LATEST TECHNOLOGY DISCOVERIES
It is too early to tell how powerful this app can be because I just found out about it in the last few days. From my initial interaction with the app and those who shared 81 Dash, it seems to be a backchannel type app. This maybe similar to Today'smeet.com where students with devices can share ideas during activities, or discussions to allow all to participate. What I could tell from it, was that students have to create a user account to sign in, thus illuminating the anonymity that Today'smeet.com can sometimes foster in a negative way. There are times when anonymity can be a good thing in discussions, but more often, we want students to take ownership for their ideas and work. I am still looking for feedback from other teachers to see how they are using it and their thoughts about ease of use.
I have had this app downloaded for months, but never used it because I don't use a lot of multiple choice questions to assess students, but when I do, I tend to use Google Forms and Flubaroo to grade them. it wasn't until the end of the year that I was looking to wrap up my unit on the Renaissance. Students had researched and presented information about an important person in the Renaissance. I wanted to check their knowledge on the various people and topics we had been studying in a fairly quick manner. Of course my first thought had been to do a form, but the issue is limited computer access. The end of the unit came about the same time as another round of standardized testing was rolling out. So how do you give a quiz to almost 90 students and grade it in minutes? The answer is Quick Key!
Here is a quick break down of the app- You create your quiz and print or provide access to students the way you have always done it. Step 2 download and print copies of the Quick Key Answer Key- can be found on the Quick Key Site. So far just like the old scantron tests. The next steps are what make the app spectacular and worth the time it takes to make it a reality. If you want to analyze the data, and see how well individual students did, as well as how the class did on each question, you have to create classes and add students. The cool thing about the app is it allows you to upload student rosters via an excel document. This takes seconds to upload. Once you have done this, students will be assigned a student ID number that the app will recognize.
So a quick check on our progress, app is downloaded, quiz is written, answer sheet copied, and student roster is made. You are almost ready. You need to make an answer key either online or on the app so when app can grade your quiz. Once this is done, hand out the quiz and tell students to fill out their student ID number, then let the students rock their knowledge and get ready to review the results. Once students complete the quiz it is time to grade. This is where the magic happens. Open the app, select the class and quiz and scan the quizzes using the phone or device's camera. Results are instantaneous and if there is an issue, you can manually enter responses to allow the stats to be calculated for each student.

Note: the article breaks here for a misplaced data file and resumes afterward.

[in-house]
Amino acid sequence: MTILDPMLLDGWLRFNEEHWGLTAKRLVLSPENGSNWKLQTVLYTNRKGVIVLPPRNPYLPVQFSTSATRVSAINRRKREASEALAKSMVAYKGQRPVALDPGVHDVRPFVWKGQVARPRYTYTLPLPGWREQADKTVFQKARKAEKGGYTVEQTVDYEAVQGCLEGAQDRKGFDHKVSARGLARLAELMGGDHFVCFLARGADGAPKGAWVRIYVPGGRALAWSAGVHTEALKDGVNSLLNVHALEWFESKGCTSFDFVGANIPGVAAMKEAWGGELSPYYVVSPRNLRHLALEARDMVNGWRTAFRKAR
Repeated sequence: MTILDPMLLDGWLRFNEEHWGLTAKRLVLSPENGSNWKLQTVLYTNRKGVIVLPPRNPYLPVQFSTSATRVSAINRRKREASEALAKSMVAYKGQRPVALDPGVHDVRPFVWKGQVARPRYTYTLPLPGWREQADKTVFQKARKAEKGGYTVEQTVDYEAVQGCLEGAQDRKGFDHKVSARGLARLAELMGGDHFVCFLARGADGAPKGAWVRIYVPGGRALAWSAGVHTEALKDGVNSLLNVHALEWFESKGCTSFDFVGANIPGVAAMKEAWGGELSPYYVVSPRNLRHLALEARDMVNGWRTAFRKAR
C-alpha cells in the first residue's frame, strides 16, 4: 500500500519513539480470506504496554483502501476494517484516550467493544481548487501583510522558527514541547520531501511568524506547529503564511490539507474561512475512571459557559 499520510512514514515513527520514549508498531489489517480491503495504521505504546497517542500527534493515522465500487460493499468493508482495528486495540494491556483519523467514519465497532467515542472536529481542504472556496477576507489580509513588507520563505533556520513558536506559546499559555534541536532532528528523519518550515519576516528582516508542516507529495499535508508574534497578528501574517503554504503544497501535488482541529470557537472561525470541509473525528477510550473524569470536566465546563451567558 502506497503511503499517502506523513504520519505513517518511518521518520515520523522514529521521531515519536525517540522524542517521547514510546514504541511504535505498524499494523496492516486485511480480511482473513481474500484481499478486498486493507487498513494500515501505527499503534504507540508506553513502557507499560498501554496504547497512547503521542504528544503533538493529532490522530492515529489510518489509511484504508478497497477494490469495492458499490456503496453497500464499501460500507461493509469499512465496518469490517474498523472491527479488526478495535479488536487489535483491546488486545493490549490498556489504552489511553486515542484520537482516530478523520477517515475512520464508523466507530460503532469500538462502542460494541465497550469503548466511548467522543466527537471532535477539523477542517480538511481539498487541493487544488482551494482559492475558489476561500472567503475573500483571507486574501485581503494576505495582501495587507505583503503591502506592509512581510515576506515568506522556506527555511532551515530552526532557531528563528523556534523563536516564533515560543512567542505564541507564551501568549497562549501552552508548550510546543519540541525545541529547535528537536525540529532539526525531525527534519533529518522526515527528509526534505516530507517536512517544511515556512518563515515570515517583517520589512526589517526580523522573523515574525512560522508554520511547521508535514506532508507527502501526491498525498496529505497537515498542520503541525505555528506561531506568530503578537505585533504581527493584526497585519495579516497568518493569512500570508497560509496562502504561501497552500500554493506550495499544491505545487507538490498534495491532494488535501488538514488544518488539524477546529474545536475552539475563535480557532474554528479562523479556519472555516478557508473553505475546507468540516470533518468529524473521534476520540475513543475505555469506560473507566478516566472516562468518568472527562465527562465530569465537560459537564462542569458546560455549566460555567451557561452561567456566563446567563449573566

My own experience found that it wasn't perfect, but it worked very well. I would recommend using this especially when access to computers is limited. Walter Duncan the creator is also a teacher and an amazing resource for any issue you may have with the app. As I mentioned, it didn't work perfectly, but when I had an issue I posted to Walter on Twitter and within minutes he and I were troubleshooting. In the end my issue was solved by reloading chrome.
I haven't used this yet, but much like Quick Key, it is an app that fits the void between no tech and 1:1 computing. Poll EV, Socrative, infuse learning, Quizlet, etc. are all apps that allow you to check student understanding and provide instant feedback to where they are in relation to their peers. They all allow for the potential to show results publicly depending on your purpose. They allow you to poll for understanding, or to use as an exit ticket, or a quiz. They also all require all students to have a device to participate.
Plicker is different, it allows students, all students to actively engage in the activity with no devices. Students are provided a printed sheet with several QR codes. You ask the question, this could be written on a presentation slide, verbal, however you provide the information. Next students hold up the answer sheet with the codes and a webcam or phone camera scans the sheets and compiles the data. There is a short video demonstrating this at Plickers.com. I haven't used this app yet, but wish I had it this year in a BYOD class with few students having access to devices every day.